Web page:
13      1101   (13)                   160    10100000 * (2 2 2 2 2 5)
      → 40    101000 * (2 2 2 5)               80     1010000 * (2 2 2 2 5)
        20     10100 * (2 2 5)               → 40      101000 * (2 2 2 5)
        10      1010 * (2 5)                   20       10100 * (2 2 5)
         5       101   (5)                     10        1010 * (2 5)
        16     10000 * (2 2 2 2)                5         101   (5)
         8      1000 * (2 2 2)                 16       10000 * (2 2 2 2)
         4       100 * (2 2)                    8        1000 * (2 2 2)
         2        10 * (2)                      4         100 * (2 2)
         1         1   NIL                      2          10 * (2)
      5 ↑      11 ↓ 2.2                         1           1   NIL
                                             5 ↑      12 ↓ 2.4

On the left there's output for $collatz(7)$, and on the right it's $collatz(15)$ (thus, $k=3$). After they reach 1 there's one line showing us how many times did the sequence increase (both 5 times) and how many times they decrease (the first decreases 11 times, and the second 12 times). Lines marked with a * contain even numbers (i.e. the sequence decreases). I marked the number 40, which is the 5-th even number in the first sequence ($k+2$) and the 6-th even number in the second sequence ($k+3$).

(BTW, the last number displayed (2.2 and 2.4) is the ratio between the count of even numbers vs. count of odd numbers that a sequence reaches. For long sequences, this ratio seems to float (without converging) around 1.8, which suggests the sequence decreases almost twice more times than it increases.)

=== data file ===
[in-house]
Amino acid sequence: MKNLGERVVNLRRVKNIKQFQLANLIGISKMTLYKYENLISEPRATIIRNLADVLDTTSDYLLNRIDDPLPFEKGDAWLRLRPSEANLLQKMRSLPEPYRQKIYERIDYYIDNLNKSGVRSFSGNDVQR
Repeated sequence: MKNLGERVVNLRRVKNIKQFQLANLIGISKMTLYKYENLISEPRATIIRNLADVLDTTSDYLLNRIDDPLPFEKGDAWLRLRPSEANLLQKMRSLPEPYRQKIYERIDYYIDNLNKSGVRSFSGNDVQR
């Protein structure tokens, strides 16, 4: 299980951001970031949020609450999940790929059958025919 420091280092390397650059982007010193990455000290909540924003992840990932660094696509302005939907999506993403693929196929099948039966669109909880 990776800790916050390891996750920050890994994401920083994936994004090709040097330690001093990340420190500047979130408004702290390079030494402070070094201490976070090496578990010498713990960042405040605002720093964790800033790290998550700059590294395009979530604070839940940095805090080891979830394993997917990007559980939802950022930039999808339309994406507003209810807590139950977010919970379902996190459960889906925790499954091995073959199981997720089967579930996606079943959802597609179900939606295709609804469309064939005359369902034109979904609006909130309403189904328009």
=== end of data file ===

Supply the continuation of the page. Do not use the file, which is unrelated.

Here's another example, for $k=5$ (remember, we analyze sequences $2^k-1$ and $2^{k+1}-1$ where $k$ is odd):

LISPERATOR> (collatz #b11111)            LISPERATOR> (collatz #b111111)
        31        11111   (31)                   63         111111   (3 3 7)
        94      1011110 * (2 47)                190       10111110 * (2 5 19)
        47       101111   (47)                   95        1011111   (5 19)
       142     10001110 * (2 71)                286      100011110 * (2 11 13)
        71      1000111   (71)                  143       10001111   (11 13)
       214     11010110 * (2 107)               430      110101110 * (2 5 43)
       107      1101011   (107)                 215       11010111   (5 43)
       322    101000010 * (2 7 23)              646     1010000110 * (2 17 19)
       161     10100001   (7 23)                323      101000011   (17 19)
       484    111100100 * (2 2 11 11)           970     1111001010 * (2 5 97)
       242     11110010 * (2 11 11)             485      111100101   (5 97)
       121      1111001   (11 11)              1456    10110110000 * (2 2 2 2 7 13)
     → 364    101101100 * (2 2 7 13)            728     1011011000 * (2 2 2 7 13)
       ...                                    → 364      101101100 * (2 2 7 13)
     39 ↑      67 ↓ 1.7179487                   ...
                                              39 ↑      68 ↓ 1.7435898

The 7-th even number in the first sequence is 364, same as the 8-th even number in the second sequence. The first common number always seems to be reached this way:


I verified this for odd $k$ from 1 to 2047: it's always the case that the $(k+2)$-th even number in the $2^k-1$ sequence is the same as the $(k+3)$-th even number in the $2^{k+1}-1$ sequence.


The shortcut Collatz sequence

Moving forward, I'm going to focus on the “shortcut” (or “simplified”) Collatz sequence. It's defined similarly, but it skips the even numbers generated by a $3n+1$ operation. Thus, if the current number is $n$, the next number will be:

Let's introduce a notation here, because I'll refer to it quite often. Let $S(n)$ be a function that returns the shortcut Collatz sequence for number $n$, as an ordered set (list/array, programmers!) where element zero is $n$ itself. I'm going to write $S(n)[k]$ to refer to the $k$-th number in this sequence. Thus:

S(n)[0] = n
S(n)[i] = S(n)[i-1] % 2 == 0 ? S(n)[i-1] / 2 : (3 * S[n][i-1] + 1) / 2
        

Observation #5. The first even number in $S(2^k-1)$ is reached after $k$ iterations.

Here are some examples: